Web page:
A fine correspondence from the period of Longfellow's greatest fame, reflecting his personal life, as well as his multitudinous poetical and scholarly pursuits. Ferguson was an English writer and businessman who knew the Longfellow family well. Among the many writing projects the two discussed was Longfellow's noted translation of Dante's Divine Comedy. When the work was published, Longfellow modestly wrote Ferguson that "The only merit of my book is that it is exactly what Dante says, and not what the undersigned imagines he might have said if he had been an Englishman."
Longfellow also discusses domestic life at Craigie House, noting "the household goes on as usual. The morning in the study, and the evening in the library. Like the Vicar of Wakefield's, all my adventures are by the fire-side, and all my migrations from the blue bed to the brown." The poet offers a succinct and appealing summary of his daily life: "I read and write and pay my taxes; and that is about the whole of it." Throughout the letters, Longfellow references many contemporaries, including Ralph Waldo Emerson, James Russell Lowell, and Agassiz.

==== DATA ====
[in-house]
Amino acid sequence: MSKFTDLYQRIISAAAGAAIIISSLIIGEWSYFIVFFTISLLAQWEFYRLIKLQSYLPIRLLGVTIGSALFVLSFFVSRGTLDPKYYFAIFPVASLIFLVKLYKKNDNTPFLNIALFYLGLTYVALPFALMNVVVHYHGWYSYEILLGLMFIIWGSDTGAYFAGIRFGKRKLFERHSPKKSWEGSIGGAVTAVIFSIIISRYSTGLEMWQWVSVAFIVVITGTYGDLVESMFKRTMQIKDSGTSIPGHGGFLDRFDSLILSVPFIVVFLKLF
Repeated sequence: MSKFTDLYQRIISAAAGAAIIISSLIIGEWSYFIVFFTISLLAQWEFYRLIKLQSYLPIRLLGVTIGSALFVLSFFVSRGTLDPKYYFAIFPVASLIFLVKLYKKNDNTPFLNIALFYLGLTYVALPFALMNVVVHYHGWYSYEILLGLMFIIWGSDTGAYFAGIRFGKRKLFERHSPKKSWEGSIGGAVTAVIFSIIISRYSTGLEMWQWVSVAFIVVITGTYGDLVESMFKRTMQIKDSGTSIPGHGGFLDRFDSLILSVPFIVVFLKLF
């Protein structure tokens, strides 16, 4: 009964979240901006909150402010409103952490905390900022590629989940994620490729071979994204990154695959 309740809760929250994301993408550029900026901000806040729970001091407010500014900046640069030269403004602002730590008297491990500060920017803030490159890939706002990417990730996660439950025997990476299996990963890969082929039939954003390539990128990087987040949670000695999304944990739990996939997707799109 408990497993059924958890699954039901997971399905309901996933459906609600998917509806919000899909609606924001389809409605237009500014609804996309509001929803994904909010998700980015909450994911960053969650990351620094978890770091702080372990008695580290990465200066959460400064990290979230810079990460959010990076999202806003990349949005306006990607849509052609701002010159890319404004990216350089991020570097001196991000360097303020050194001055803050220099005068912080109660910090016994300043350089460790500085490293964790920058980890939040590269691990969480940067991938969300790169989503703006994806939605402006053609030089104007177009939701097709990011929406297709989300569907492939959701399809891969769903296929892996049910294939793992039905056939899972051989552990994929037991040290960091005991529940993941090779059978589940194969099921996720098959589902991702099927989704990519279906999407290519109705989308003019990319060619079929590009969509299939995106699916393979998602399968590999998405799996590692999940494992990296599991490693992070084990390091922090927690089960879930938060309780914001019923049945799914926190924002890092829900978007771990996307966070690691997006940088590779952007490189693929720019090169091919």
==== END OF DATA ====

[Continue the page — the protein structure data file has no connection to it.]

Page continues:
Edith Longfellow's candid letters also provide insights to her father's character and habits, as well as discussing her own reading and education. She also mentions "a base-ball match between the 'Harvards' of Cambridge and the 'Lowells' of Boston. ... It is the great college game."
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